So why is bigger better? Aperture is basically how big the lens opens to let the light in to the sensor. If there is a lot of light, you can snap off a picture very quickly and it will be very sharp. So when someone says that an f/2.8 lens is very fast, you know that it is because of the amount of light it lets in by that big aperture. On the flip side, if the lens has an aperture of f/5.6, it is a smaller aperture and therefore is letting a lot less light in. That means that the shutter has to stay open LONGER in order to get the light, which means it takes longer for that shutter to snap, and is therefore a slower lens. A slower lens may be affected by camera shake, which results in blurriness. It means that if you’re operating in low light, unless you use a tripod, you’re going to need to fight some blurriness with a high ISO (faster speed, but more graininess in the photo).

If there was one thing my brother hammered into me, was get a fast lens. He discouraged anything over an f/4, and who was I to argue?

So after reading and rereading photo.net’s ‘building a system’ page, I started to wander off from the “get a prime, fixed length lens”. Sure. I could get a fixed lens, and learn how to frame a photo up right the first time.. but surely I’m good enough now that I can skip this and get a zoom, right?

I started looking around at wide angle lenses.

Joe immediately suggested the Tokina 12-24mm f/4. 12mm is a very wide angle indeed, even when you do the multiplication for the cropped sensor. He pointed me to this site, which has a wealth of information for me to soak in:

http://www.kenrockwell.com/tech/digital-wide-zooms/comparison.htm

Ken Rockwell: wide angle zoom comparison
Nikon users will love his site, as he uses (and adores) Nikon. He has a lot of articles on cameras, lenses, how to become a better photographer, etc.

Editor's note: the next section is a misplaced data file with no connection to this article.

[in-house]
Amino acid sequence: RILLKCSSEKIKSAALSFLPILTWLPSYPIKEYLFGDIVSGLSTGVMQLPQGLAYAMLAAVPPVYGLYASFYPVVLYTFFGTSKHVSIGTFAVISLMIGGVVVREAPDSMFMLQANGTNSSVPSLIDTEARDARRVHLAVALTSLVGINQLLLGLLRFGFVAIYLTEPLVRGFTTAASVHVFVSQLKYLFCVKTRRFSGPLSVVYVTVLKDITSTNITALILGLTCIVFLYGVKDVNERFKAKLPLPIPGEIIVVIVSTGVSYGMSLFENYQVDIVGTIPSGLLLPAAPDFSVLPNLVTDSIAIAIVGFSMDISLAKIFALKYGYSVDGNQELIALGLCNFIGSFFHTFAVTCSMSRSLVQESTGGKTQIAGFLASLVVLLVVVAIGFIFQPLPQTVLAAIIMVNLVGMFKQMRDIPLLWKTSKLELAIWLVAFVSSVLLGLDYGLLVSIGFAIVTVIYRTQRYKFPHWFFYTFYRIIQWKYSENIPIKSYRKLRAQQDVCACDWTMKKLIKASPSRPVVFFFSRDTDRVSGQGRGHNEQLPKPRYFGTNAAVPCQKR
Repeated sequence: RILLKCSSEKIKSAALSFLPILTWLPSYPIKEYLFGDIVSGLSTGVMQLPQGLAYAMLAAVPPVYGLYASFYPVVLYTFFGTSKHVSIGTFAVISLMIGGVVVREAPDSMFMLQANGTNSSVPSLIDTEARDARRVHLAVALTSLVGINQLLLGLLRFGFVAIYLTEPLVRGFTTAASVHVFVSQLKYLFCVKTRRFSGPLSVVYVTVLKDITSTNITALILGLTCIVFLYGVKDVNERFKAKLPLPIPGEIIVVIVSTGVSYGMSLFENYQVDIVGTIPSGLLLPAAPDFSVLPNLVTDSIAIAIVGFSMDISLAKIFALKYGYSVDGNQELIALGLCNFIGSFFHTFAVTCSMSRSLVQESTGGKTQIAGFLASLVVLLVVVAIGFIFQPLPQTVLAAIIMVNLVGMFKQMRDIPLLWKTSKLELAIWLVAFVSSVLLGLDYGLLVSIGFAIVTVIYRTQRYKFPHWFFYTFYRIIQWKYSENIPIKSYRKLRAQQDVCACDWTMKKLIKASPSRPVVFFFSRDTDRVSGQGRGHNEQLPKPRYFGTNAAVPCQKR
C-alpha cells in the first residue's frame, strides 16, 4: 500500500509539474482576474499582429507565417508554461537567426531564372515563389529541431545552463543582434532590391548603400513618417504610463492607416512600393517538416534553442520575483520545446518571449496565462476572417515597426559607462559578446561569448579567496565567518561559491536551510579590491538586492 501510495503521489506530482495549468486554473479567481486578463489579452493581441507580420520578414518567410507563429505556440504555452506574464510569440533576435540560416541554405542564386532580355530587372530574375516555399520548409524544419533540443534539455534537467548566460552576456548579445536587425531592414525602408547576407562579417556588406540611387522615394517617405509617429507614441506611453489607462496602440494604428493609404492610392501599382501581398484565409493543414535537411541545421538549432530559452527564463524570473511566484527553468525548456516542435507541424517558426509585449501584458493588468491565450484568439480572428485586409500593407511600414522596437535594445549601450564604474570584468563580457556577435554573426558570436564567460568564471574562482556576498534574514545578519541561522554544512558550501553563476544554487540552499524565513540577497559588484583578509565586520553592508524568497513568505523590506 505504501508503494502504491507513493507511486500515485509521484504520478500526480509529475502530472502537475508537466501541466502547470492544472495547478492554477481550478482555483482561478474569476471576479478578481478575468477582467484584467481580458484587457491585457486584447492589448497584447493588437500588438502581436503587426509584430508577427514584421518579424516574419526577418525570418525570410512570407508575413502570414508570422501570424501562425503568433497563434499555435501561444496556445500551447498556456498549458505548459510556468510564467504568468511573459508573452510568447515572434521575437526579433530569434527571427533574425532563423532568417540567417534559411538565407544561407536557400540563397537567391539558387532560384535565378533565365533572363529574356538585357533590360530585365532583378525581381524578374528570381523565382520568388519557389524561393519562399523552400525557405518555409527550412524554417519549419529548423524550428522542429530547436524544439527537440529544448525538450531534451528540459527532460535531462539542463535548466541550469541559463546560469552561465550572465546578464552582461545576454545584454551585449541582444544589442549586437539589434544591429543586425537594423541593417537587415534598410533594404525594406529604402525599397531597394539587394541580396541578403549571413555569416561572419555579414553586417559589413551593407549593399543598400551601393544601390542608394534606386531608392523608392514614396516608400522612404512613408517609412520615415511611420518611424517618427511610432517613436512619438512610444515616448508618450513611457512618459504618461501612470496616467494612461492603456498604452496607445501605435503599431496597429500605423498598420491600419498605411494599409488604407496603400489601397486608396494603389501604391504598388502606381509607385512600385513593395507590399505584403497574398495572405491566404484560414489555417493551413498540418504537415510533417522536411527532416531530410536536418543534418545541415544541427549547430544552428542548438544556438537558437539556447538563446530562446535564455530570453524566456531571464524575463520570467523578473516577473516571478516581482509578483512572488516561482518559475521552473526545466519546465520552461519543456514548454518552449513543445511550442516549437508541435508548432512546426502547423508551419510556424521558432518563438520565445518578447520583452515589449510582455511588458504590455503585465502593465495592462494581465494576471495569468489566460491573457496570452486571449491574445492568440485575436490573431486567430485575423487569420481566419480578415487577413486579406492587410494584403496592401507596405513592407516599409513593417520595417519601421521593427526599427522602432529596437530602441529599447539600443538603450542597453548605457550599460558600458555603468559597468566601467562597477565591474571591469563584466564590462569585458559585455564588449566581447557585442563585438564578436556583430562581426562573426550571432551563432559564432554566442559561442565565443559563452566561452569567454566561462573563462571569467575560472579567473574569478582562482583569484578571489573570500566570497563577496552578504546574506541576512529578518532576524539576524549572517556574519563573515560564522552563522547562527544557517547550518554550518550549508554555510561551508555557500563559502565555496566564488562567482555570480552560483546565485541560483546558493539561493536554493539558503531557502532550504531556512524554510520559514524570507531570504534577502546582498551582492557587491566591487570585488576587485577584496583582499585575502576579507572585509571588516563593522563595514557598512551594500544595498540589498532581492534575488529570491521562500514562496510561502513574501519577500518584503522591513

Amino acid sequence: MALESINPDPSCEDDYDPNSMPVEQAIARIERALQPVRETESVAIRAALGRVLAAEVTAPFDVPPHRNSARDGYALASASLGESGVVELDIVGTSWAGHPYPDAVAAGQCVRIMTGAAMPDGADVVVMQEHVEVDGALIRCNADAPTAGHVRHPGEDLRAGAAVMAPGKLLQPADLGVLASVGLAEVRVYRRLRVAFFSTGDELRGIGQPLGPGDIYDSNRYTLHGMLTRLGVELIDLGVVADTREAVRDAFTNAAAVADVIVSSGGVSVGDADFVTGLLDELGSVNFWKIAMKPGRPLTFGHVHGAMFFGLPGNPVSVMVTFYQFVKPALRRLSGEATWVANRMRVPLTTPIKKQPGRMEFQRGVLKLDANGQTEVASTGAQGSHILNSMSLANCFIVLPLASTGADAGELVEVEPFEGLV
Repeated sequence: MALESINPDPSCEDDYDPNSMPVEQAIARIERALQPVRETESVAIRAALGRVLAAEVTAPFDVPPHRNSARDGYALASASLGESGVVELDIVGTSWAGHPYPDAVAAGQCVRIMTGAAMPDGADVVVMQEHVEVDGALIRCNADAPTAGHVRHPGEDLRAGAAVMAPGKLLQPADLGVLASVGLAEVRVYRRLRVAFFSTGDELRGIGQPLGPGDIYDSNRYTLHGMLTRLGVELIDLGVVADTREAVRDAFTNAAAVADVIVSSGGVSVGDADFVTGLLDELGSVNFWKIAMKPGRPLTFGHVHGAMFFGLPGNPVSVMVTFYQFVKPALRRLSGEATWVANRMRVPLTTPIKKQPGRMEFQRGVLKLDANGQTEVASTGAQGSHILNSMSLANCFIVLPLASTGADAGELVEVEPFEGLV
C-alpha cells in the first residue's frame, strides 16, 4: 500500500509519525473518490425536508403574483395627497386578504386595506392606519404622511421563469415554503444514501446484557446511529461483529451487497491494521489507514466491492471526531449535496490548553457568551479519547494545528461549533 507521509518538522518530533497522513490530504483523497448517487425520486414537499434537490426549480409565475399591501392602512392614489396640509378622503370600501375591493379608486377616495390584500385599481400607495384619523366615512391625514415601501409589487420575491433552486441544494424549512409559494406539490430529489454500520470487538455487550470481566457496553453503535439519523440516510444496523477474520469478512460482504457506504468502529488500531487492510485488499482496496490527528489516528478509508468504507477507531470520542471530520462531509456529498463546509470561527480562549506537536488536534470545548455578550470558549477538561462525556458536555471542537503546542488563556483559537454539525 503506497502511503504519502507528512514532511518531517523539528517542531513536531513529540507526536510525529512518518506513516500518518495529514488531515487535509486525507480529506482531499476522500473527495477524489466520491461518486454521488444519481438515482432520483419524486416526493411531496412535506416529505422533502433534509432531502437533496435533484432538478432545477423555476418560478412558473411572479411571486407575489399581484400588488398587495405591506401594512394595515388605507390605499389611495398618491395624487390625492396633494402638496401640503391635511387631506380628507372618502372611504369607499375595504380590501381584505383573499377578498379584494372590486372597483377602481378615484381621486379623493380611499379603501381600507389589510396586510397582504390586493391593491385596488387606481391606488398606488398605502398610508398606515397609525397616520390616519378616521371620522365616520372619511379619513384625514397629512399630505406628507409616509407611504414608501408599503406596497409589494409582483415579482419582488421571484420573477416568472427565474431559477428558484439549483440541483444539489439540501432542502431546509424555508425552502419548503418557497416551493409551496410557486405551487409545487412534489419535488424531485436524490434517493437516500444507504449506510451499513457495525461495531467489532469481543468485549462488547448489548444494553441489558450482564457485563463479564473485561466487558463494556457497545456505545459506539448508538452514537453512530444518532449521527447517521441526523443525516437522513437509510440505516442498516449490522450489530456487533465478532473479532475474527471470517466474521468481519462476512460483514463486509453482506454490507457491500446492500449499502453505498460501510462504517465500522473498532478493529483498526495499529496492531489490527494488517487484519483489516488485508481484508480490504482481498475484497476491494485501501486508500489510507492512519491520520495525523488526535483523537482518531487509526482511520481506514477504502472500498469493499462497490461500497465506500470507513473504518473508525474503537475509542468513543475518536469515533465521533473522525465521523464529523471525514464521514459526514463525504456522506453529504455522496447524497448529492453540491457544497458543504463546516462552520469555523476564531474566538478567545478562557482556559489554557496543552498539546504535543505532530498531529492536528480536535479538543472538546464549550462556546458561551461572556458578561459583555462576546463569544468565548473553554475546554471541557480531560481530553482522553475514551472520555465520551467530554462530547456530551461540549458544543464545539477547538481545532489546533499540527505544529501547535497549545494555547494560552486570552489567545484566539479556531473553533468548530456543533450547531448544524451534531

In this comparison, he suggests getting the Nikon lens unless you want to be cheap, in which case get the Tokina. However, at the bottom of the review, he states (under the heading, “What About Canon?”):

“I’d buy the Canon 10-22mm lens in an instant if I had a Canon digital camera. The Canon 10 – 22 mm is better than any of these four lenses, including the Nikon.”

He has a full review for this Canon lens here:
http://www.kenrockwell.com/canon/1022.htm

The Canon 10-22mm was a bit out of my price range, and Joe still insisted that his Tokina (which is cheaper) had the better aperture with the maximum f/4 (the canon 10-22 goes from f/3.5-4.5).

So I was really struggling for which one to pick… when suddenly it didn’t matter anymore.. I was wondering why I wanted a wide angle in the first place. I like to think that I do take some good shots once in a while, but those bad shots? A wide angle lens just means that there will be MORE badness. A crappy photo will turn into WIDER crappiness. Is that REALLY what I want? Also, I wanted to fiddle more with shallow depth of field, which wide angle lenses don’t really do, by their inherent nature. They are for capturing more of the environment around your subject, not make it blurry.

Really.. I like wide angle shots, but generally, I’m taking pictures of my kids most of the time. I need a good portrait lens, really, which means a telephoto lens, with a zoom to be versatile.

(This is where James is bashing his skull in. Fickle fickle Amy. Hand On Forehead. Le Sigh.)

Telephoto means a long lens. At least with telephoto, there’s only 1 lens that really caught my eye.

70-200. Canon makes this lens in several versions. Let’s go from cheapest, to most expensive, shall we?